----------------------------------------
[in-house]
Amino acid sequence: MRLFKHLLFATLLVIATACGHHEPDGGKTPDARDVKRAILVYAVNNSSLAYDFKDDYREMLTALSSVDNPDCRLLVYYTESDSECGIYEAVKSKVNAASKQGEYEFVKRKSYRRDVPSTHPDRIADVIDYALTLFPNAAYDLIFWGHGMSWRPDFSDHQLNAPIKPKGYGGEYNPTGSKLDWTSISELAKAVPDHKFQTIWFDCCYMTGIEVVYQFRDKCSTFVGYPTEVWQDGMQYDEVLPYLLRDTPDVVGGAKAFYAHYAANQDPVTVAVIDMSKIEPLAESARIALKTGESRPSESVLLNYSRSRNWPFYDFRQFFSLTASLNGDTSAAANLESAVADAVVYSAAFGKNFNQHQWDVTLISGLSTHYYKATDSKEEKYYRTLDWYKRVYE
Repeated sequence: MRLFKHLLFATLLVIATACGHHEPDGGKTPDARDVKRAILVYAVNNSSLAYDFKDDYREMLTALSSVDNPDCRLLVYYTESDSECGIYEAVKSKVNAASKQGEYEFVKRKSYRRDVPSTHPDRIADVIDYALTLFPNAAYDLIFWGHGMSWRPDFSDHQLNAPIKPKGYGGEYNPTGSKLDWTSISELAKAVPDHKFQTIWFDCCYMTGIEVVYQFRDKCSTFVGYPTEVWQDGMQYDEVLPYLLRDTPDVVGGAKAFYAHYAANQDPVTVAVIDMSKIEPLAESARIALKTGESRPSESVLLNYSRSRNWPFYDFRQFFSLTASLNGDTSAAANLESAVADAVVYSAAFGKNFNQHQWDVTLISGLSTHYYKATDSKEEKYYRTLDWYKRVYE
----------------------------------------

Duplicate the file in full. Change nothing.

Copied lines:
[in-house]
Amino acid sequence: MRLFKHLLFATLLVIATACGHHEPDGGKTPDARDVKRAILVYAVNNSSLAYDFKDDYREMLTALSSVDNPDCRLLVYYTESDSECGIYEAVKSKVNAASKQGEYEFVKRKSYRRDVPSTHPDRIADVIDYALTLFPNAAYDLIFWGHGMSWRPDFSDHQLNAPIKPKGYGGEYNPTGSKLDWTSISELAKAVPDHKFQTIWFDCCYMTGIEVVYQFRDKCSTFVGYPTEVWQDGMQYDEVLPYLLRDTPDVVGGAKAFYAHYAANQDPVTVAVIDMSKIEPLAESARIALKTGESRPSESVLLNYSRSRNWPFYDFRQFFSLTASLNGDTSAAANLESAVADAVVYSAAFGKNFNQHQWDVTLISGLSTHYYKATDSKEEKYYRTLDWYKRVYE
Repeated sequence: MRLFKHLLFATLLVIATACGHHEPDGGKTPDARDVKRAILVYAVNNSSLAYDFKDDYREMLTALSSVDNPDCRLLVYYTESDSECGIYEAVKSKVNAASKQGEYEFVKRKSYRRDVPSTHPDRIADVIDYALTLFPNAAYDLIFWGHGMSWRPDFSDHQLNAPIKPKGYGGEYNPTGSKLDWTSISELAKAVPDHKFQTIWFDCCYMTGIEVVYQFRDKCSTFVGYPTEVWQDGMQYDEVLPYLLRDTPDVVGGAKAFYAHYAANQDPVTVAVIDMSKIEPLAESARIALKTGESRPSESVLLNYSRSRNWPFYDFRQFFSLTASLNGDTSAAANLESAVADAVVYSAAFGKNFNQHQWDVTLISGLSTHYYKATDSKEEKYYRTLDWYKRVYE